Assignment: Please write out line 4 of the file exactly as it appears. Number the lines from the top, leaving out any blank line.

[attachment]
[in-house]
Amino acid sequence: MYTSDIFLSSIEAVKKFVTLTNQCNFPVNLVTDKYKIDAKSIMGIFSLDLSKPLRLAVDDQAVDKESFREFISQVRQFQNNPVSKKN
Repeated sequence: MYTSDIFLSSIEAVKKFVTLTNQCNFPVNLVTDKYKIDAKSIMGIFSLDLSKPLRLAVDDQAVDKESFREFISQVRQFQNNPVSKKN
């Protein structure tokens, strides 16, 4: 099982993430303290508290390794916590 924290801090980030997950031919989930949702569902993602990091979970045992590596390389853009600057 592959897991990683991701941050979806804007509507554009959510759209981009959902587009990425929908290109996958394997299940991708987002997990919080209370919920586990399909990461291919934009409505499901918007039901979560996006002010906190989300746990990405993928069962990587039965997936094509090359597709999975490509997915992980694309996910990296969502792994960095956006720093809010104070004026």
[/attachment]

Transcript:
């Protein structure tokens, strides 16, 4: 099982993430303290508290390794916590 924290801090980030997950031919989930949702569902993602990091979970045992590596390389853009600057 592959897991990683991701941050979806804007509507554009959510759209981009959902587009990425929908290109996958394997299940991708987002997990919080209370919920586990399909990461291919934009409505499901918007039901979560996006002010906190989300746990990405993928069962990587039965997936094509090359597709999975490509997915992980694309996910990296969502792994960095956006720093809010104070004026």